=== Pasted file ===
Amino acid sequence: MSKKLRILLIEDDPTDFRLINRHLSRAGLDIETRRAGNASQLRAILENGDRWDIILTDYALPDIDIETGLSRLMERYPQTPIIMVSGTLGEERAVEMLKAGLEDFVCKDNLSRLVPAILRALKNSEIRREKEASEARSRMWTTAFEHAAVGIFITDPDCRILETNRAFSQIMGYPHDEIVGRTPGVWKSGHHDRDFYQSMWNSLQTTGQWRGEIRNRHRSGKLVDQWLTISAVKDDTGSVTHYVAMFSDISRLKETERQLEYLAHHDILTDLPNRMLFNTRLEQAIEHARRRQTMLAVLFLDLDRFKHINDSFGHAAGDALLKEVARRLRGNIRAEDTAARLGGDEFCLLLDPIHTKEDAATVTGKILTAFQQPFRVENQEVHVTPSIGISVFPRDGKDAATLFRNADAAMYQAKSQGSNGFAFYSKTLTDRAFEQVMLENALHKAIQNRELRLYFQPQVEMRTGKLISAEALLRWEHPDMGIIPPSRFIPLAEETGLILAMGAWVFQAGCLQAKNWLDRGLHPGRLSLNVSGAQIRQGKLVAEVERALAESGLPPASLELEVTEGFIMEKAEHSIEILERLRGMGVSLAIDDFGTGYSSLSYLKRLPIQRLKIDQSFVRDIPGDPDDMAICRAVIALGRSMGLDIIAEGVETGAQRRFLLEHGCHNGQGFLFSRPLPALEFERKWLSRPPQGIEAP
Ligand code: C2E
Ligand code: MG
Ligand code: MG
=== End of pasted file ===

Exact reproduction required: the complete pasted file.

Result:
Amino acid sequence: MSKKLRILLIEDDPTDFRLINRHLSRAGLDIETRRAGNASQLRAILENGDRWDIILTDYALPDIDIETGLSRLMERYPQTPIIMVSGTLGEERAVEMLKAGLEDFVCKDNLSRLVPAILRALKNSEIRREKEASEARSRMWTTAFEHAAVGIFITDPDCRILETNRAFSQIMGYPHDEIVGRTPGVWKSGHHDRDFYQSMWNSLQTTGQWRGEIRNRHRSGKLVDQWLTISAVKDDTGSVTHYVAMFSDISRLKETERQLEYLAHHDILTDLPNRMLFNTRLEQAIEHARRRQTMLAVLFLDLDRFKHINDSFGHAAGDALLKEVARRLRGNIRAEDTAARLGGDEFCLLLDPIHTKEDAATVTGKILTAFQQPFRVENQEVHVTPSIGISVFPRDGKDAATLFRNADAAMYQAKSQGSNGFAFYSKTLTDRAFEQVMLENALHKAIQNRELRLYFQPQVEMRTGKLISAEALLRWEHPDMGIIPPSRFIPLAEETGLILAMGAWVFQAGCLQAKNWLDRGLHPGRLSLNVSGAQIRQGKLVAEVERALAESGLPPASLELEVTEGFIMEKAEHSIEILERLRGMGVSLAIDDFGTGYSSLSYLKRLPIQRLKIDQSFVRDIPGDPDDMAICRAVIALGRSMGLDIIAEGVETGAQRRFLLEHGCHNGQGFLFSRPLPALEFERKWLSRPPQGIEAP
Ligand code: C2E
Ligand code: MG
Ligand code: MG